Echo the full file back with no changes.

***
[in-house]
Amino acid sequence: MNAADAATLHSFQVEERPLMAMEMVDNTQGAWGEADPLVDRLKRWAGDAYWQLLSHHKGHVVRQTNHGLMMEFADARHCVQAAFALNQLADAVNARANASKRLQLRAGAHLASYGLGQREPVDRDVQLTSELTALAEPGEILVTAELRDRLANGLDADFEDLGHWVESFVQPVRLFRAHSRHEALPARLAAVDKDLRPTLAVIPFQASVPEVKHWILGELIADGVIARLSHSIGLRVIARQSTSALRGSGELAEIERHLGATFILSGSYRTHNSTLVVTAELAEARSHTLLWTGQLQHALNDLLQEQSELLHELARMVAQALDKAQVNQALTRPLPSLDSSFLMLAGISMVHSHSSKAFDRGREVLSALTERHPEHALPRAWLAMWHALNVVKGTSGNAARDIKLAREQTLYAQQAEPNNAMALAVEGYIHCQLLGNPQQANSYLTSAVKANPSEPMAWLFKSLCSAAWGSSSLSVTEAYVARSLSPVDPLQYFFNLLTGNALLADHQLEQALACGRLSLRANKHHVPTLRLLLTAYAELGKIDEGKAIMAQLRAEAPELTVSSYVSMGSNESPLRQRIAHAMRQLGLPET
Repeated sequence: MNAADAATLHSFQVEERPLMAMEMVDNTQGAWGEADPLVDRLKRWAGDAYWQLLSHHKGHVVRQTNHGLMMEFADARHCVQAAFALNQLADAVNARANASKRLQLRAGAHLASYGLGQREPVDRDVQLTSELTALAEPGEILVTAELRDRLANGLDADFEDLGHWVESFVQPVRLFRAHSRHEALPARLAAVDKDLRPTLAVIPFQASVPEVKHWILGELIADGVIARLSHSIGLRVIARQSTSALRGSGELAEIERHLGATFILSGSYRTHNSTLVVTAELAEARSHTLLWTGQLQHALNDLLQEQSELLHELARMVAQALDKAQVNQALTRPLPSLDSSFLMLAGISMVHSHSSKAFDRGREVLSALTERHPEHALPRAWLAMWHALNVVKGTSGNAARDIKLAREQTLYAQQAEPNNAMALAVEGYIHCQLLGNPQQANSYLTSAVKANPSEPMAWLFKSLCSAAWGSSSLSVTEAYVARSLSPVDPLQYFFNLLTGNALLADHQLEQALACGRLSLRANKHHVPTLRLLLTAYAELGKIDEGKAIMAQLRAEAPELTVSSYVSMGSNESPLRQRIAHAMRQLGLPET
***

[in-house]
Amino acid sequence: MNAADAATLHSFQVEERPLMAMEMVDNTQGAWGEADPLVDRLKRWAGDAYWQLLSHHKGHVVRQTNHGLMMEFADARHCVQAAFALNQLADAVNARANASKRLQLRAGAHLASYGLGQREPVDRDVQLTSELTALAEPGEILVTAELRDRLANGLDADFEDLGHWVESFVQPVRLFRAHSRHEALPARLAAVDKDLRPTLAVIPFQASVPEVKHWILGELIADGVIARLSHSIGLRVIARQSTSALRGSGELAEIERHLGATFILSGSYRTHNSTLVVTAELAEARSHTLLWTGQLQHALNDLLQEQSELLHELARMVAQALDKAQVNQALTRPLPSLDSSFLMLAGISMVHSHSSKAFDRGREVLSALTERHPEHALPRAWLAMWHALNVVKGTSGNAARDIKLAREQTLYAQQAEPNNAMALAVEGYIHCQLLGNPQQANSYLTSAVKANPSEPMAWLFKSLCSAAWGSSSLSVTEAYVARSLSPVDPLQYFFNLLTGNALLADHQLEQALACGRLSLRANKHHVPTLRLLLTAYAELGKIDEGKAIMAQLRAEAPELTVSSYVSMGSNESPLRQRIAHAMRQLGLPET
Repeated sequence: MNAADAATLHSFQVEERPLMAMEMVDNTQGAWGEADPLVDRLKRWAGDAYWQLLSHHKGHVVRQTNHGLMMEFADARHCVQAAFALNQLADAVNARANASKRLQLRAGAHLASYGLGQREPVDRDVQLTSELTALAEPGEILVTAELRDRLANGLDADFEDLGHWVESFVQPVRLFRAHSRHEALPARLAAVDKDLRPTLAVIPFQASVPEVKHWILGELIADGVIARLSHSIGLRVIARQSTSALRGSGELAEIERHLGATFILSGSYRTHNSTLVVTAELAEARSHTLLWTGQLQHALNDLLQEQSELLHELARMVAQALDKAQVNQALTRPLPSLDSSFLMLAGISMVHSHSSKAFDRGREVLSALTERHPEHALPRAWLAMWHALNVVKGTSGNAARDIKLAREQTLYAQQAEPNNAMALAVEGYIHCQLLGNPQQANSYLTSAVKANPSEPMAWLFKSLCSAAWGSSSLSVTEAYVARSLSPVDPLQYFFNLLTGNALLADHQLEQALACGRLSLRANKHHVPTLRLLLTAYAELGKIDEGKAIMAQLRAEAPELTVSSYVSMGSNESPLRQRIAHAMRQLGLPET